Onward this week to another 6,000 words. Or maybe even more.

Pick-Up Sticks

For whatever reason, spring clean-up has not been too bad this year.  I think it’s because we had fewer wind storms to blow branches down. There is one big exception to this, but more on that later.

Last week, I went around the yard and collected all the sticks and small branches that came down over the winter. I filled the wheelbarrow twice, and the sticks, which will be used in the fire pit, have been tucked into a big garbage can.

As the picture above indicates, the patio is no longer empty and lonely. Clif brought up the blue chairs, and we are ready for warmish weather when we can sit on the patio and enjoy the backyard.

The raised beds, where I plant a few herbs and vegetables, need a bit of tidying. But to my winter-weary eyes, they are a sign of good things to come.

Clif straightened the clothesline, but the ground is still too soft for me to hang my laundry on it. Soon, soon. Like my mother, I am dedicated to hanging laundry on the line. Good for the planet, and good for the budget. Plus, you can’t beat the smell of laundry hung outside.

Now, here is the exception to our easy spring clean-up.

During a high wind a week or so ago, we heard a  mighty roar, and when we looked at out the kitchen window we saw what had caused it—a tree had blown over in the backyard. Fortunately, absolutely nothing was damaged. Next week, Clif will be getting a new chain for his chainsaw and begin cutting up the tree. The wood will probably be used for the fire pit on some chilly spring night when with mugs of tea, we sit around the fire. Always so cozy and relaxing to look at the night sky and hear the night noises in the woods.


Writing update for my novel Of Time and Magic: For various reasons, I fell short of my 6,000 word goal for the week. Instead, I clocked in at 4,140. Onward I press, hoping for 6,000 next week. My plan is for the book to be about 99,000 words, the same length as Library Lost.  74,000 is my current word count.

25,000 more words to go!



Snow-Gauge Clif: The Party’s Over

In Maine, winter seems to be over. For this lifelong Mainer, it is nothing short of astonishing that the snow is mostly gone by the end of March. As I have written previously, in winters past, we always hoped the snow would be gone by the end of April for my daughter’s birthday, and we could celebrate on the patio. Some years we did; other years we didn’t.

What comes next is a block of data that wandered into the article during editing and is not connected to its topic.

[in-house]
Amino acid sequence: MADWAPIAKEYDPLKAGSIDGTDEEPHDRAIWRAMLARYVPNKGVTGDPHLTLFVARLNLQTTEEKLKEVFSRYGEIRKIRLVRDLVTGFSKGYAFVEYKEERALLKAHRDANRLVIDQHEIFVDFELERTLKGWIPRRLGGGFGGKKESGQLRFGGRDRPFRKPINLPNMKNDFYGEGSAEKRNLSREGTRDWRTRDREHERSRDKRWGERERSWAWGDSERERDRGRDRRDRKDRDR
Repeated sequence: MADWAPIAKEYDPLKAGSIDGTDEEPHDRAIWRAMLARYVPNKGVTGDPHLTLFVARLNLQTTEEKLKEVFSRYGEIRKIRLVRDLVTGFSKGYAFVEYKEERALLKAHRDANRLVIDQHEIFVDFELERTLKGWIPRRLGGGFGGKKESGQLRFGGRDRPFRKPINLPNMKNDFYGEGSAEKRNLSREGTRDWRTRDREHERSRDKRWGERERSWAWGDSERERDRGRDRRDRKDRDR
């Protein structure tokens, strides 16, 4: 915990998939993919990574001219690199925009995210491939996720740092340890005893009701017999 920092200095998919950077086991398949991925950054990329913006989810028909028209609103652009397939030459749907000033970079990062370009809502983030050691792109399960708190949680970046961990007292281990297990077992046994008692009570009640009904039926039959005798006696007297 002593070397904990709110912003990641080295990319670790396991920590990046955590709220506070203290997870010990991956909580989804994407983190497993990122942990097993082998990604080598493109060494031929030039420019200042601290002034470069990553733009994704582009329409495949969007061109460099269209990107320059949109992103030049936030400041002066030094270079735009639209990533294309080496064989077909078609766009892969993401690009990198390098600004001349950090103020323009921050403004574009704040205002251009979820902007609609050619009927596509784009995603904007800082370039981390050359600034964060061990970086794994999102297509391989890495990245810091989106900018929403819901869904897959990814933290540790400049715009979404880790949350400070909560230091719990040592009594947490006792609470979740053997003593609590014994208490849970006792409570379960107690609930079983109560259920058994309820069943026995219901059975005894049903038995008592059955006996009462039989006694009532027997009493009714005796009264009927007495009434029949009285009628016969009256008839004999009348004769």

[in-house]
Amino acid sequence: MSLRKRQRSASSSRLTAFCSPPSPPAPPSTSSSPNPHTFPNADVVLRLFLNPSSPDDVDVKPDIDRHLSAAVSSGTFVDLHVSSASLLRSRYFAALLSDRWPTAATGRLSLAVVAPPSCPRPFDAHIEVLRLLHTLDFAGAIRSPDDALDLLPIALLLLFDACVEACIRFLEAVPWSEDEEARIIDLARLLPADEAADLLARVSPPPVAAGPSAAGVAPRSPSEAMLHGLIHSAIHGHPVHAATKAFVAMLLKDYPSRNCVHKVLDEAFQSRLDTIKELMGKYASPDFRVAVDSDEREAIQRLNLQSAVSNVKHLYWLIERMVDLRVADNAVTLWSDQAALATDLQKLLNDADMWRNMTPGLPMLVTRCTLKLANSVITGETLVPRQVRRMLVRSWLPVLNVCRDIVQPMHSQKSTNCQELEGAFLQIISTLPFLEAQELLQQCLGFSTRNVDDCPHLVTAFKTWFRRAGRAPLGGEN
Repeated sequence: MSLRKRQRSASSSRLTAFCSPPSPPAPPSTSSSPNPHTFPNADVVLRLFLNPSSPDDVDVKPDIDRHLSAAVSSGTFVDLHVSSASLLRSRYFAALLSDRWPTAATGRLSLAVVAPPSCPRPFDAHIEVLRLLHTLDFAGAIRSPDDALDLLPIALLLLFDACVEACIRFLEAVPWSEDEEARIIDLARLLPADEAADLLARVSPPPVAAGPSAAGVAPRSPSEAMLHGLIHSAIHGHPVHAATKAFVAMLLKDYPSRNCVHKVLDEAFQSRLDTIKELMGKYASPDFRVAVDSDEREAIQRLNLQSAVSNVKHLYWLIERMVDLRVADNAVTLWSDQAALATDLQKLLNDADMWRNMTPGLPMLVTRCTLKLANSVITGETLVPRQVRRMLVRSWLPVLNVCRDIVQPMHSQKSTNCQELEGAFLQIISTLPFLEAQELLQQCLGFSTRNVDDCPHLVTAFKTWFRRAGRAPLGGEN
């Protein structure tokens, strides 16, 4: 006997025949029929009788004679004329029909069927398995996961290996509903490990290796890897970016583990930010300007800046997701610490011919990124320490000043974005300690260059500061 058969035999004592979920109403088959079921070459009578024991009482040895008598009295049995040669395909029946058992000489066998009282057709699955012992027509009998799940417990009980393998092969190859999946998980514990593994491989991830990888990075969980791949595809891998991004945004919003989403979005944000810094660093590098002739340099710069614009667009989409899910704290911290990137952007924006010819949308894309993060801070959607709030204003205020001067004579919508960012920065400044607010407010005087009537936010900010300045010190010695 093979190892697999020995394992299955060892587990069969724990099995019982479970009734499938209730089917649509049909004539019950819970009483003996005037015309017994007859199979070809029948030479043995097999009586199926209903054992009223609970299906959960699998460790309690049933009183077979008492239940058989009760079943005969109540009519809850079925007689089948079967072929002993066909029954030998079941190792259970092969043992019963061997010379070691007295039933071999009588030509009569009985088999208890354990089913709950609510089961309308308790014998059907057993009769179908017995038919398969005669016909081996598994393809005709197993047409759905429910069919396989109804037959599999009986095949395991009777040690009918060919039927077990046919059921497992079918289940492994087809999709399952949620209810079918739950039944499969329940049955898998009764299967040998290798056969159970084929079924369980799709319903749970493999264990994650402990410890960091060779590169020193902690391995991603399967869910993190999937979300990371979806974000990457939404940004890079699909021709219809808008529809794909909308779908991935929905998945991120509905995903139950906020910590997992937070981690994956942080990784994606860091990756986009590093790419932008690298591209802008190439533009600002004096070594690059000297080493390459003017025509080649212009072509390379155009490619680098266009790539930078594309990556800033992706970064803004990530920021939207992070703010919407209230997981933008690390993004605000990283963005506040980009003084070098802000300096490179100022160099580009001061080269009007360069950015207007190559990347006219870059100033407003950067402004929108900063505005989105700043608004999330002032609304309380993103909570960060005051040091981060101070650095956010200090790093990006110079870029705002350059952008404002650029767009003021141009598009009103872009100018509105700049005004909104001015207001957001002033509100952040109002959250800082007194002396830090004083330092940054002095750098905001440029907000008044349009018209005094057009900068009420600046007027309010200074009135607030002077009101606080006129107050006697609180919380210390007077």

However, here we are in this age of climate change, when spring in Maine starts a month earlier, and fall starts a month later. Do I like this? Of course I do. We still have plenty of winter and cold in Maine. Nevertheless, the change is disconcerting. Also, not a good sign about how the planet is warming.

But let us turn to Snow-Gauge Clif. Because of the early spring, this will be his last week this season with his trusty snow gauge.

Here are photos from the front yard, where there are only tiny patches of snow left.

The backyard is no different.

Farewell, Snow-Gauge Clif, until next winter when I think we might start measuring the middle of February rather than the beginning of March.


Long-time readers know that I am working on Book Four of my Great Library Series—the working title is Of Time and Magic. On Saturday, I reached 70,000 words with 30,000 or so to go to finish the novel. Alas, the cover’s deadline is looming, and my plan (hope!) is to have the writing done by May. I know. That’s 6,000 words a week. Doable, but a big push.  Therefore, until Of Time and Magic is done, I will be cutting back to one simple blog post a week, which, with a few pictures and and minimal writing, will probably chronicle spring in Maine.